Children have the innate ability early on to communicate with us by simply pointing to an item and saying, “I want.” However, understanding how much that item costs (or where the money comes from to pay for it) is something that must be taught.
It’s never too early to start teaching our children about money. In fact, most children form their money habits as young as age 7. (1) I have been talking to my children about money since early elementary school. We have conversations often regarding certain items they want, but we also talk about perceptions, such as how some people appear to have money and others don’t, and why many times those perceptions are wrong.
Here are 5 money-related topics I am teaching my kids about that can work at any age.
Not giving my children an allowance may cause you to scratch your head, but think about it this way. Do you get paid to take the garbage out or clean the bathrooms? Taking care of a home you live in is not usually a paid gig, so I don’t believe they should be paid to do the same chores we do as adults. I’m also not a fan of paying someone based on how much time they spent doing something. I believe the result, or productivity, is more important than the time spent. With that, my children are paid per job for work they do, but only for special projects at home or elsewhere. Plus, when kids are older and working a part-time job, they are less motivated to do chores for money since they are making money elsewhere. Teaching them to earn money through work outside of regular chores can be an effective tactic to help them be better prepared for adulthood.
Save Half, Spend Half
When your children receive unexpected funds, a great tool to teach them is to save half and spend half. Money for birthdays, holidays, good report cards, whatever the source may be, is usually unexpected—and therefore tempting to spend it all on something fun. Teaching your children to save half of all gifts or unexpected monies could help teach them about delayed gratification, and may even help them develop better savings habits as adults. (2)
Most people are visual learners. It’s no different with children. When you are first teaching them about money and saving, use a clear jar so they can watch the jar fill. Then, as they age, make a trip to the bank and open a savings account. Have them go in with you to make regular deposits and show them how their money grows each month. Once they reach their teens, work a part-time job, and want to spend a little more money, reinforce the “save half, spend half” rule and make sure they’re putting half of their paycheck into savings.
Just as children will be excited to watch their money grow, they will also be eager to spend! Take this opportunity early on to show them how much, or how little, their money will actually buy. Have them take out $5 or $10 from their money jar, go to the store, and pick out a toy; let them physically hand the money to the cashier. This lesson should teach them early on the value of a dollar.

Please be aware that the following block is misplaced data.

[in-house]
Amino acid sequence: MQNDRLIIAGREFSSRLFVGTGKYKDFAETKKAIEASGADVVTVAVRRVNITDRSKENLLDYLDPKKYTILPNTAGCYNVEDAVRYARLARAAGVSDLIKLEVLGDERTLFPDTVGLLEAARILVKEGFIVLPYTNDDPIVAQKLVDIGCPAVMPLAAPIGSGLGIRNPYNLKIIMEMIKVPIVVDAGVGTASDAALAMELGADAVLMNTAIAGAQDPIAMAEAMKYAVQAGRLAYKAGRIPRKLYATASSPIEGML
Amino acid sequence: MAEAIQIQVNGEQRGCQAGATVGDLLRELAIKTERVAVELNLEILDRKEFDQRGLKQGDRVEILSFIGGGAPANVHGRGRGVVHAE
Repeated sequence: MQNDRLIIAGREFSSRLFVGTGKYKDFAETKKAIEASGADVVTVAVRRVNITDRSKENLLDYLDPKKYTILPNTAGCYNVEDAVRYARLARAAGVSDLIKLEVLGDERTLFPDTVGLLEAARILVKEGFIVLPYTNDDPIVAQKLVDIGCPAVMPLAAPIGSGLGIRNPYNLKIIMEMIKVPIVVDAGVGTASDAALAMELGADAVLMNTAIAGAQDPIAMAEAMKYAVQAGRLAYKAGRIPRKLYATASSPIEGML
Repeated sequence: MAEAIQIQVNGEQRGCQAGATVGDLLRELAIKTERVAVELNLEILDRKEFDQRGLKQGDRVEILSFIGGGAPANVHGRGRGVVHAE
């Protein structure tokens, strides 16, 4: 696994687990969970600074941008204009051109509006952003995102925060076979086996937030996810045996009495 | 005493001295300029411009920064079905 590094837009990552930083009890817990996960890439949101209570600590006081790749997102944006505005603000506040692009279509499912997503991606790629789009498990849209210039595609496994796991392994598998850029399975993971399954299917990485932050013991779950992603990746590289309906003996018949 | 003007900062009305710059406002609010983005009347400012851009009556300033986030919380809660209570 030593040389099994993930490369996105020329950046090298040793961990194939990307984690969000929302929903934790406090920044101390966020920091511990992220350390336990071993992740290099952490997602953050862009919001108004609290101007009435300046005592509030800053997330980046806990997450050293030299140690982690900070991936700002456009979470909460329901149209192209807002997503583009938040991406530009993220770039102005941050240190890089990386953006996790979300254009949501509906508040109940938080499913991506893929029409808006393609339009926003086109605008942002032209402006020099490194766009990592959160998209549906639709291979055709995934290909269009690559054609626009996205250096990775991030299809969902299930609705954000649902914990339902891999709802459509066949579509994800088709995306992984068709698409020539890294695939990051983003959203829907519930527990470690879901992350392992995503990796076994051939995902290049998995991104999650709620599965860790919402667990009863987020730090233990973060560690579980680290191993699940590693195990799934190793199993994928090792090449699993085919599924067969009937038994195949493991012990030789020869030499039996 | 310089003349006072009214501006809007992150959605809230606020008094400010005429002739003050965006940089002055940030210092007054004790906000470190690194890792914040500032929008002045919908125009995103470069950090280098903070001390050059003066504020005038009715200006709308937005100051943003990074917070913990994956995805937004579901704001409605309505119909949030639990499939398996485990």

As they get older, you can teach them opportunity cost, which is a fancy way of saying, “If you spend your $50 on that video game, you won’t be able to buy that outfit you wanted.” The older your children get, the more they need to understand how to make decisions with money, and the consequences of those decisions.
Developing Long-Term Habits
I want my kids to grasp that money is earned, not given. I want them to understand the importance of living within their means and being a good steward of their money. I want them to find a balance between now and the future. Although tomorrow is not guaranteed, most of us will see it, and thus we should also be saving and planning ahead for all that the future might hold.
At Center for Wealth Management, we want to remind clients that while planning for tomorrow, we should not forget about living for today. If you could benefit from a trusted financial partner, reach out to schedule a free introductory meeting online, call (248) 220-4321, or email me at firstname.lastname@example.org.
Justin Williamson is a senior partner and co-owner of Center for Wealth Management, an independent, fee-based wealth management company in Troy, Michigan. Justin has been serving clients in the financial services industry since 2001. He spends his days helping his clients achieve their financial goals and make the best decisions for their families so they can spend time on what they love and experience financial peace of mind. Justin is known for his dedication, integrity, personal touch, and ability to simplify complex issues. Justin specializes in serving engineers and other professionals who are close to retirement or recently retired and helping them maximize their benefits and create a retirement plan they can rely on. He is a seasoned public speaker and presents at numerous corporate events each year on retirement planning, Medicare, Social Security, and other financial topics. Justin has a bachelor’s degree in Business Administration majoring in Personal Financial Planning from Central Michigan University and is a CERTIFIED FINANCIAL PLANNER™ practitioner.
Outside of work, Justin enjoys spending time with his family. He lost his wife of 18 years, Heather, to brain cancer in 2020. He and his son, Carter, and twin daughters, Jaden and Kelsey, work to honor her and make her proud each day. Outside of work, you can usually find him coaching baseball, softball, and basketball, and spending time at their family cabin at Higgins Lake. Learn more about Justin by connecting with him on LinkedIn.